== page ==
Inspector Rutledge in the misty fens

Even though I’ve followed Charles Todd from the time “his” first Inspector Ian Rutledge mystery appeared in 1996, I find it hard to believe that this latest is the 16th in that series. The mother-son team that writes under the name Charles Todd manages to keep each new book fresh and intriguing, while slowly allowing some changes in the brooding Rutledge, who’s struggling with PTSD from his days as a British officer in World War I.

These books, and those in the other Charles Todd series, featuring Bess Crawford, a battlefield nurse in World War I, are especially interesting now, as 2014 marks the 100th anniversary of the beginning of the Great War.

HUNTING SHADOWS. By Charles Todd. William Morrow. 330 pages. $25.99.

One of the many reasons I like the Inspector Ian Rutledge books is the fine job they do of depicting England in a fascinating time, those years just after World War I when the entire nation was, in a way, shell-shocked, dealing with the loss of huge numbers of young men and with sweeping changes in the long-established British way of life.

And one of the ways Charles Todd keeps the novels fresh is by having Scotland Yard send Rutledge into different locales to help solve the tough cases that overwhelm the local constabulary. The mother-son writing team obviously relishes visiting and researching new settings, and we readers are the beneficiaries. This time, Rutledge is dispatched to England’s Fen country, that low, marshy land in the east of England. Long ago, much of the fenland was drained for agriculture, and the terrain is dotted by windmills, making it resemble the Netherlands more than some other parts of England. The remaining marshes make for treacherous going. On what amount to small islands of higher ground are a number of villages, some of which have impressive churches or cathedrals.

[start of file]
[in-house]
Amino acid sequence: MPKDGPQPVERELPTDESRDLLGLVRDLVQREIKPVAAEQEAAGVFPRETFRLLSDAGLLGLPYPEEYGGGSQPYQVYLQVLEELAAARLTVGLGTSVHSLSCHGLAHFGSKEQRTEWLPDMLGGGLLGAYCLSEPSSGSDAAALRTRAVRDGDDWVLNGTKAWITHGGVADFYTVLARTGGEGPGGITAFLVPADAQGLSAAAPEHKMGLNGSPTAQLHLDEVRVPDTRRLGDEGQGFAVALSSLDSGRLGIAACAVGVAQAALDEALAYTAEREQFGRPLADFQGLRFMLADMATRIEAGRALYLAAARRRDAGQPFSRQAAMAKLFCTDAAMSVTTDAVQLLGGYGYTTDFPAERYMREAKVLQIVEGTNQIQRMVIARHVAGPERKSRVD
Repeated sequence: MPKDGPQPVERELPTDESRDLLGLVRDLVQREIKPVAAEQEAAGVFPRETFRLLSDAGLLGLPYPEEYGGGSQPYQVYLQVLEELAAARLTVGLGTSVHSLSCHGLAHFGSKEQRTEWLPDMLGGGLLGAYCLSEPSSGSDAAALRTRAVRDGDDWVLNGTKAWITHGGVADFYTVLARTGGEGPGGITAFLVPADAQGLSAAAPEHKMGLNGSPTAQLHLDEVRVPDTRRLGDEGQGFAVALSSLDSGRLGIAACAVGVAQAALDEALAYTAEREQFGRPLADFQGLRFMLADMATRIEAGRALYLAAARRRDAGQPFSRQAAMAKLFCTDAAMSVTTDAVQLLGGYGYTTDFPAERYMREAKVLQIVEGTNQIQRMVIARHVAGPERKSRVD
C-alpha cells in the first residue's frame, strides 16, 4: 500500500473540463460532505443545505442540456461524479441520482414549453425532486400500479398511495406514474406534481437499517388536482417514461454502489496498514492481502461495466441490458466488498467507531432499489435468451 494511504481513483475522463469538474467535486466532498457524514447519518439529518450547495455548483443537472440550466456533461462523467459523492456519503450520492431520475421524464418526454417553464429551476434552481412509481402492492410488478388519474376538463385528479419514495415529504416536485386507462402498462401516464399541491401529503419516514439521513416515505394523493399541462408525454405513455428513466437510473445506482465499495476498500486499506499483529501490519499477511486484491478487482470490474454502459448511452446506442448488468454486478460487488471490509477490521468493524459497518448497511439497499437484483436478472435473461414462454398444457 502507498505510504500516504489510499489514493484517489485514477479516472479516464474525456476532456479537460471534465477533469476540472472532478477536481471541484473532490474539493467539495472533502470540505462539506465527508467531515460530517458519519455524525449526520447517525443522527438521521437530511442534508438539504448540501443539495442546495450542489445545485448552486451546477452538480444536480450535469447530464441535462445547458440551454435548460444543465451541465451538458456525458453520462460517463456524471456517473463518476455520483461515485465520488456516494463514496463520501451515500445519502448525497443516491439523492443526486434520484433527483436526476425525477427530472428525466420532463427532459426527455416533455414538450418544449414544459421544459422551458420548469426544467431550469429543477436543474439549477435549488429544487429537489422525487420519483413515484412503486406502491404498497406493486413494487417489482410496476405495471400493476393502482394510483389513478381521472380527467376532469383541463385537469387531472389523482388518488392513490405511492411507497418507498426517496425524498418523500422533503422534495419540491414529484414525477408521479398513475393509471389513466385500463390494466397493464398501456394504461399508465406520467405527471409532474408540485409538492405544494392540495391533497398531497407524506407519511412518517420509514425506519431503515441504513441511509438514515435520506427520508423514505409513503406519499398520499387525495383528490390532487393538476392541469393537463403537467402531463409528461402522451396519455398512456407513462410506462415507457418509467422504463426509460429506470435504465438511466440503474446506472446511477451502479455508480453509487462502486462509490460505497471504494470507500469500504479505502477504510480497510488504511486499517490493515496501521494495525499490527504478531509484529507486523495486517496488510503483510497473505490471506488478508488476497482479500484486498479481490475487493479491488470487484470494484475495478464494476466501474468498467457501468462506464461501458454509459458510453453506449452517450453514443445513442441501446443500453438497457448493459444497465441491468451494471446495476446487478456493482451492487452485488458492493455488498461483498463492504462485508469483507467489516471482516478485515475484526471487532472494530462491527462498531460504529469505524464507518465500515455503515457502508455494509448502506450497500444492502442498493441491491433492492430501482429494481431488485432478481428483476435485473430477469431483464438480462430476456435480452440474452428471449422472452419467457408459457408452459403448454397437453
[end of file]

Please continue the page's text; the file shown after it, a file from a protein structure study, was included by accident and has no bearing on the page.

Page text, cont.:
The fogs, dangerous marshes and ancient windmills give Todd a suitably eerie backdrop for this murder mystery, and the people he encounters in the fens seem to harbor more than their share of secrets.

Rutledge is sent to the fens after two men, one an Army officer from London who’s a wedding guest, the other a solicitor running for Parliament, are gunned down in similar fashion within a couple of weeks, in neighboring villages. The weapon in both cases was a rifle, something that’s rare in England, and the shooter seems to have been as expert as a wartime sniper.

Investigations turn up no apparent connection between the two victims, but Rutledge strongly suspects there is something that links them, that the shootings are not the random work of a madman. His inquiries often lead him back to the recent war, refreshing the dark memories that are never very far from his own consciousness. In any event, it’s imperative to find the shooter before someone else dies.

Eventually, Rutledge finds possible help in a most unexpected person – although trusting that person could be disastrous for himself and the investigation.

Once again, Charles Todd has given us a fine mystery, as well as an enjoyable lesson in history and geography. And, as usual, the book also prompts reflections about the nature of right and wrong, justice and mercy.

 

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